To say that “disappeared” persons resurface under aliases and with new identities in far away pastures is as irresponsible as a rationalization can get. As a generalization and feel good statement it lacks both imagination or originality. Nor is it diplomatically permissible in the aftermath of Geneva 2012, where the human rights structure of the country — in recent years, carefully fashioned after the Tower of Pisa — is under high scrutiny, in its run on borrowed time. Gunaratnam’s detention and his hurried deportation does not by any means dismiss the fact that an extra-legal arrest had taken place. Whether the man is on an expired VISA or otherwise, there are standard procedures that have been bypassed — such passages have been expertly taken, too: more out of practice and assurance.
Another loop in the defense establishment’s case can be seen in its drawing a parallel between the Gunaratnam case (where he uses an alias as “Noel Mudalige”) and that of “disappeared” persons who allegedly “take” a “new identity”. Why would one, to begin with, take an alternative identity? One cause for such alternative usage is — for better or for worse — one’s being unable to function freely or efficiently under an existing, established identity. Underground movements and de-establishmentarian forces, given the strength of their establishmentarian opposition who preys on their vitality, often resort to fluctuating identities.
For instance, from the day the Peoples’ Struggle Movement (Janarala Vyaparaya) was assembled, in the run up to the formation of the Frontline Socialist Party the membership of this political wave were always already under threat and intimidation by the state and its proxies. The attacks have been both physical and psychological. Part of the state arm was already hounding the progressive impetus of the new found forum. One such instance is the “disappearance” of Lalith Kumar and Kugan —- who, as the FSP insists, were abducted and made to vanish by state-known instruments.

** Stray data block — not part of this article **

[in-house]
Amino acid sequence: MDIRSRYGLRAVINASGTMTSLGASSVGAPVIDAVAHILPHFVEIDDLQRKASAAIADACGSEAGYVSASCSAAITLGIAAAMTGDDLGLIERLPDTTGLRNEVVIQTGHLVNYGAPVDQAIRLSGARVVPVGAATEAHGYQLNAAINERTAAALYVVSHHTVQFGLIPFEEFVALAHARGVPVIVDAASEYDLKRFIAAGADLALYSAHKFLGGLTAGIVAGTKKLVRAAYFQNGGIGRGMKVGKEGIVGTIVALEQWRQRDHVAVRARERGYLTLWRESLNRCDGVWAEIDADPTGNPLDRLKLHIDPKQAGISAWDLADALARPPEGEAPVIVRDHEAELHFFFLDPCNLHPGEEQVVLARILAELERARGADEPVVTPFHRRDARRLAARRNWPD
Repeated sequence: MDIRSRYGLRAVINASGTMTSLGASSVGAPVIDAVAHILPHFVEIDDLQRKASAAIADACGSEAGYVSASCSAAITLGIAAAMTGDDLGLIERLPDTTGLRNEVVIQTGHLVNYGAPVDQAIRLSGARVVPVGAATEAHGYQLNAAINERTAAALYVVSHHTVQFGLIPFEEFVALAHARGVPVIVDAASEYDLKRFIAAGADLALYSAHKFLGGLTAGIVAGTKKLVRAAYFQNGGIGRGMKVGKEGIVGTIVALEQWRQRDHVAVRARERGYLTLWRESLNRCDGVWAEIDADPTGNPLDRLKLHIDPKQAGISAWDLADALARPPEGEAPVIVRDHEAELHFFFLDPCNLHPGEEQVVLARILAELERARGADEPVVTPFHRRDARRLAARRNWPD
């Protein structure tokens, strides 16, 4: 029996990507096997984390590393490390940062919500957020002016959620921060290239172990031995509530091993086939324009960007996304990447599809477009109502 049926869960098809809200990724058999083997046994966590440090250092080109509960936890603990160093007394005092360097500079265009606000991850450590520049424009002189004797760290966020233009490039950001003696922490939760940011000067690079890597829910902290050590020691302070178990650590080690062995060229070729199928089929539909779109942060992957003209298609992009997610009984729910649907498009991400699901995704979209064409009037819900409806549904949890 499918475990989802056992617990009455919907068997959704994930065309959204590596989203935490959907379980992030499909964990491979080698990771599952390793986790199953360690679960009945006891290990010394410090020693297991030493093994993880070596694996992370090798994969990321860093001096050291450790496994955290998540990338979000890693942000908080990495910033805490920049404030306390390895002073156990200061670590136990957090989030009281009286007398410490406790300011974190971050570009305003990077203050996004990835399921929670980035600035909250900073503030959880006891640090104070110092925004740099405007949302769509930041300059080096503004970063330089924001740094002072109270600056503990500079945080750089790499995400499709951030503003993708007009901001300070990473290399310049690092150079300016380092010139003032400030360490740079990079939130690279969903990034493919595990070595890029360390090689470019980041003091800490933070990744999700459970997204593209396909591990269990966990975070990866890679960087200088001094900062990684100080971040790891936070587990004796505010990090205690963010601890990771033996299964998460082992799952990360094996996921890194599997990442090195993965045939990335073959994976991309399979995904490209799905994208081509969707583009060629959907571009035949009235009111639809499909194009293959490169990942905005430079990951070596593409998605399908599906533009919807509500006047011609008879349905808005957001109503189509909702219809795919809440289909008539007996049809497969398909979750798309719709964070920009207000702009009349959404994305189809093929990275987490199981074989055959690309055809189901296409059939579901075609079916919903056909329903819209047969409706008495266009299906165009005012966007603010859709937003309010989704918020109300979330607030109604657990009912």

The want of democratic space and the threat posed to non-regimental forces justify the usage of aliases or dual identities. Politics that aim at refining and reshaping social crises — specially, as the membership of those forces are continually under threat — cannot move freely with their parent-given baptisms. This would be well attested to by some of the government’s own bigwigs today, who, at a different time, would have had to resort to aliases and self-propounded disguises. Top ministers in the caliber of Wimal Weerawansa, Champika Ranawaka and Vasudeva Nanayakkara (not very top, at the moment) have enough revolutionary connections in their kit bag of yore, so as not to see a crucible in an alias of a sort.
However, the government — in a Machiavellian bid, or in an unassuming coincidental maneuver — has hit the Frontline Socialist Party right in the middle of its head. By exposing the double identity of Kumar Mahattaya and by labeling on him the stickers of “fraudster”, “impostor” and “expired VISA holder”, the government has managed to slap and draw blood from the left wing movement right in its infancy. Banking on the feudalistic and pre-modern instincts of our uncritical masses and the absence of political literacy the state has managed to pull out a life line (at least locally) that may ensure survival against allegations of abductions and extra-judicial detentions.